How do platelet disorders occur?

Updated: Nov 30, 2019
  • Author: Perumal Thiagarajan, MD; Chief Editor: Srikanth Nagalla, MBBS, MS, FACP  more...
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The platelet GP IIb/IIIa complex mediates platelet-to-platelet interactions (platelet aggregation). On resting platelets, GP IIb/IIIa is unable to bind fibrinogen or vWf. Platelet activation allows binding of these proteins, which bridges adjacent platelets. Morphologically, the platelets change dramatically from discs to spiny spheres in a process called shape change.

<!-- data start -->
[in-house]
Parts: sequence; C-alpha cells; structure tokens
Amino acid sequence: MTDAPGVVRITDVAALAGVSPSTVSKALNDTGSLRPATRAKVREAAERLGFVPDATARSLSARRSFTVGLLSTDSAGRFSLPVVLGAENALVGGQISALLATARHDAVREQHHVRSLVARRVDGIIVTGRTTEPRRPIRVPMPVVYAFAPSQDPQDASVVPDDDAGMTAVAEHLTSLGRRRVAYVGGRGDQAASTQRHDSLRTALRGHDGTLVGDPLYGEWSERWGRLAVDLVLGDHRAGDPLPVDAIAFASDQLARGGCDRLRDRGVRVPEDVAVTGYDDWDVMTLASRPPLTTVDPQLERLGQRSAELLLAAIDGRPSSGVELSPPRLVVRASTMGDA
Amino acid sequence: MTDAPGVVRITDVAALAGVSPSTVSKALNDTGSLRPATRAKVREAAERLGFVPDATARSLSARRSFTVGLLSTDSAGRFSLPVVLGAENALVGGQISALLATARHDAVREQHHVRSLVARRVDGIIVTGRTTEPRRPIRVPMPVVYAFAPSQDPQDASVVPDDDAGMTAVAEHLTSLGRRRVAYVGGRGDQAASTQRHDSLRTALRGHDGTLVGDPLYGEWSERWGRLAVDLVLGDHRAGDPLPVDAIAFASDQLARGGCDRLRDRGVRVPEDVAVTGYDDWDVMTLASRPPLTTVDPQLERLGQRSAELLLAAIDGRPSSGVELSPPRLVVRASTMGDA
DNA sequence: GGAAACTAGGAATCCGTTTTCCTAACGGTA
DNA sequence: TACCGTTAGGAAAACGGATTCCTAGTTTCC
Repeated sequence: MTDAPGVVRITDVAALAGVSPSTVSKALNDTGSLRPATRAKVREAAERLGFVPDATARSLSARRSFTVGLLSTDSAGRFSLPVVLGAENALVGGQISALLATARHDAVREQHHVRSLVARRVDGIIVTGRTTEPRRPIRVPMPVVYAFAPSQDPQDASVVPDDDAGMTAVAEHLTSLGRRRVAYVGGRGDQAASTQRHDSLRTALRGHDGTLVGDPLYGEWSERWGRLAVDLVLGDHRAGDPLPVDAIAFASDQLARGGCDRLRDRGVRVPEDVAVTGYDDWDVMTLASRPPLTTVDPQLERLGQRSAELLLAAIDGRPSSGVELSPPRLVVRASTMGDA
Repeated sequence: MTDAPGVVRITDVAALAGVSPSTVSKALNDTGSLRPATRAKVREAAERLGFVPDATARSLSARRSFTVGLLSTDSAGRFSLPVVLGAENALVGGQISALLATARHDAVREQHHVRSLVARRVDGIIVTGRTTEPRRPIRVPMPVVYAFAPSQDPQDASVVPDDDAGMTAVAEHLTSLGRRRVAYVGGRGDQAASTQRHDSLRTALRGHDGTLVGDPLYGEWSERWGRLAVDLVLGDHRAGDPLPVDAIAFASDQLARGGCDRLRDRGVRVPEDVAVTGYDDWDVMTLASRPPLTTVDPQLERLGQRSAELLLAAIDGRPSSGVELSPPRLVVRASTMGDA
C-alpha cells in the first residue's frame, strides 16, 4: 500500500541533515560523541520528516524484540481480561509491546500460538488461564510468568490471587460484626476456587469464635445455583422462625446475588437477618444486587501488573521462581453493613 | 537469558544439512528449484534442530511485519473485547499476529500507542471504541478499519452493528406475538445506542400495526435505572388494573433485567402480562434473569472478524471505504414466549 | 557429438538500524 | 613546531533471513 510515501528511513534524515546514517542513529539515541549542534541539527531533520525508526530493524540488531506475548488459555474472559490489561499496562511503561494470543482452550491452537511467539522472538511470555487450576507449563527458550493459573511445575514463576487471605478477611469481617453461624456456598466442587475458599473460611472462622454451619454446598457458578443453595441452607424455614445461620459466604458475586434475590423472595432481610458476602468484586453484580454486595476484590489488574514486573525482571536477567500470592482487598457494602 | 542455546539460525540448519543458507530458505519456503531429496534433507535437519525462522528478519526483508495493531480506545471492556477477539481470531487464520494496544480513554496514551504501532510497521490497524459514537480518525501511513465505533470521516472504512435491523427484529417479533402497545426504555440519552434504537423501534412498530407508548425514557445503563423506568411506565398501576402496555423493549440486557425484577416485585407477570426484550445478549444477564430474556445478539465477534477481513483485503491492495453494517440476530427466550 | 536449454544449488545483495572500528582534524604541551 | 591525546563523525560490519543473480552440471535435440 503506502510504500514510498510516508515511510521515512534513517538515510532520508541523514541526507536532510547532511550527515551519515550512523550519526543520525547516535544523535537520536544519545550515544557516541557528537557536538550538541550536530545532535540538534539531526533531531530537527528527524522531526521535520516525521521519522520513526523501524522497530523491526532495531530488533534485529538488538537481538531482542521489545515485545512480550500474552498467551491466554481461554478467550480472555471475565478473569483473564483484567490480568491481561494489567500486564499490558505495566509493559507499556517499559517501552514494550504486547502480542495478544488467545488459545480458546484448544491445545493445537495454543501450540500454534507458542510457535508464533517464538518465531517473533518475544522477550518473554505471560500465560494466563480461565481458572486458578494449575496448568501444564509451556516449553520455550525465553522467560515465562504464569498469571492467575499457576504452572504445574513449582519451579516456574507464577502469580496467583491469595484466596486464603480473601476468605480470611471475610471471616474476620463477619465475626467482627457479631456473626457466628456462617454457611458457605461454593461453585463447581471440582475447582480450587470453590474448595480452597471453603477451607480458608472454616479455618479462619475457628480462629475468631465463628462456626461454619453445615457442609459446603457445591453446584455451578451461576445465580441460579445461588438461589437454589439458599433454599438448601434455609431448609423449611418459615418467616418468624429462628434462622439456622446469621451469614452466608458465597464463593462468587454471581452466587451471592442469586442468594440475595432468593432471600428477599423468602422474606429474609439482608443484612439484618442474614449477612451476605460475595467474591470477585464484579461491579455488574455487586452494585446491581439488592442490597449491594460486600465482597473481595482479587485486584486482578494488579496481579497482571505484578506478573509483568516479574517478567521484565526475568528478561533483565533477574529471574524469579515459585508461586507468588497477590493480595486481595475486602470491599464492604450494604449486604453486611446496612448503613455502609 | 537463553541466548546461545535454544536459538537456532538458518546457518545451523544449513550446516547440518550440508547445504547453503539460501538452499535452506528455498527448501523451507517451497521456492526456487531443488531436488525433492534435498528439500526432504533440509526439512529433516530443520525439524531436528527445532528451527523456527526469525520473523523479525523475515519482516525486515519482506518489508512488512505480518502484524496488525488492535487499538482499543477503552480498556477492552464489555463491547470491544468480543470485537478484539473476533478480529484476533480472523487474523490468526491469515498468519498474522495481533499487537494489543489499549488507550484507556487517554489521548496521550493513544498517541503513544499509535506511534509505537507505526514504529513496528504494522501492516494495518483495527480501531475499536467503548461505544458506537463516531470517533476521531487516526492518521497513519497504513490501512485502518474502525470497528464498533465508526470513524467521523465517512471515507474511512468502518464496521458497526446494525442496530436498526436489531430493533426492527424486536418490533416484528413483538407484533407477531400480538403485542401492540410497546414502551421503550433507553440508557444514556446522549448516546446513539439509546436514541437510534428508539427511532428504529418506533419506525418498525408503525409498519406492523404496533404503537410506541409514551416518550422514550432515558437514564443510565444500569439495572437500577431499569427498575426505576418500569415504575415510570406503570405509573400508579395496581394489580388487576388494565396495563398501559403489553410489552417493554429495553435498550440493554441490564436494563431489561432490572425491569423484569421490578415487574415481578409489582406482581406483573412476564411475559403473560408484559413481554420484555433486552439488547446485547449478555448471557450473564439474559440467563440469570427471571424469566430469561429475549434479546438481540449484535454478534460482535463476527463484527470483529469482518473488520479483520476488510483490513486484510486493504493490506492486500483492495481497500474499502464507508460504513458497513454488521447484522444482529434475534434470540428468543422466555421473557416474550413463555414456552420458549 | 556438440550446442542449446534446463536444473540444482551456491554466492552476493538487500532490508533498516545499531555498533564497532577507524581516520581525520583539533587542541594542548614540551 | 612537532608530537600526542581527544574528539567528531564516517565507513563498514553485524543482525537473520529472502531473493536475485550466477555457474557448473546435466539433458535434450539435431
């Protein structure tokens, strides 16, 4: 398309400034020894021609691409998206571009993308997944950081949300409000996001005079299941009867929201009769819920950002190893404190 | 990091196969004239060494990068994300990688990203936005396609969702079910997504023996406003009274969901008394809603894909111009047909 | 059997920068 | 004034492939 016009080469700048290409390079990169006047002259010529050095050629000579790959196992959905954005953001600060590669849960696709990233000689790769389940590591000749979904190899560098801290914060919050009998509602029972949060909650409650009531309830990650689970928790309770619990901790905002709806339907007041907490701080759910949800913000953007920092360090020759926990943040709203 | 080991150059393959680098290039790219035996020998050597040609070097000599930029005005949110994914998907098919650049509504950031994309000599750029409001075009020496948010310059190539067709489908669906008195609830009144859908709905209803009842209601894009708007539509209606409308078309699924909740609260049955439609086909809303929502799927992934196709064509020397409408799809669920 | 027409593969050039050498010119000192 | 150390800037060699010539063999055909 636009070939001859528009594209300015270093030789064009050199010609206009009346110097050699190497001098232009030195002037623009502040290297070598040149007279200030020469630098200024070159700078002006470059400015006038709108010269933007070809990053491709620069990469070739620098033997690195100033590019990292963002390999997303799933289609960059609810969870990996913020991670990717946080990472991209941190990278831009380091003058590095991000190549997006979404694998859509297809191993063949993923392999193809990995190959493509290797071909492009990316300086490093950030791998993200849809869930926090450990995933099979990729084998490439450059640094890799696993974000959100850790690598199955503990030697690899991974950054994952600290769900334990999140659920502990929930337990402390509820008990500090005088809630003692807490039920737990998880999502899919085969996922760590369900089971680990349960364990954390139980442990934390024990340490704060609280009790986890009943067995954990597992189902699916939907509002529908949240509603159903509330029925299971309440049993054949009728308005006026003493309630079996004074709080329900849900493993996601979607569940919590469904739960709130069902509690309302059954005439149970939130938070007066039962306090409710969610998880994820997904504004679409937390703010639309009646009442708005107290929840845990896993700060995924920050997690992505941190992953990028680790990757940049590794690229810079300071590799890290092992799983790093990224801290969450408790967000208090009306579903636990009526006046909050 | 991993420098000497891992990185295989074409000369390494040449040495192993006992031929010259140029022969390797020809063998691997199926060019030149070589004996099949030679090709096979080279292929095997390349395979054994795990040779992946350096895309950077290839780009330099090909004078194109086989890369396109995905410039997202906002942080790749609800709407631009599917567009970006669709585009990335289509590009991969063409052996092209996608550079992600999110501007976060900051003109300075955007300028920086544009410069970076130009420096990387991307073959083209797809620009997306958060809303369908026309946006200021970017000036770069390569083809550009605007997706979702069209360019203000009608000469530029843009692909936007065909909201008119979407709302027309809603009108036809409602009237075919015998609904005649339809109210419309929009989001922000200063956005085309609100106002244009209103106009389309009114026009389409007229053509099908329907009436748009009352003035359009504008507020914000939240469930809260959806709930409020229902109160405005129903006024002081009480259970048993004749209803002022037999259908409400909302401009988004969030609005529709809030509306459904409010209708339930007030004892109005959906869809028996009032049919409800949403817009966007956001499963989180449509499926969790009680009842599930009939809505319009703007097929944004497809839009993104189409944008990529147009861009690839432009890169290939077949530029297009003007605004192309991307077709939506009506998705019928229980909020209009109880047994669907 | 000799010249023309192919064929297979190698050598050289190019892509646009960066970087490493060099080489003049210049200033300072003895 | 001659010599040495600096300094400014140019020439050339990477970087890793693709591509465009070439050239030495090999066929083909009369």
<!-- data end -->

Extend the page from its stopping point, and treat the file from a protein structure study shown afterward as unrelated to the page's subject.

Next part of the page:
Platelets contain two unique types of granules: alpha granules and dense granules. The alpha granules contain hemostatic proteins such as fibrinogen, vWf, and growth factors (eg, platelet-derived growth factor). The dense granules contain proaggregatory factors such as adenosine 5'-diphosphate (ADP), calcium, and 5-hydroxytryptamine (serotonin). During activation, the granules are centralized and their contents are discharged into the lumen of the open canalicular system, from which they are then released to the exterior (the release reaction).

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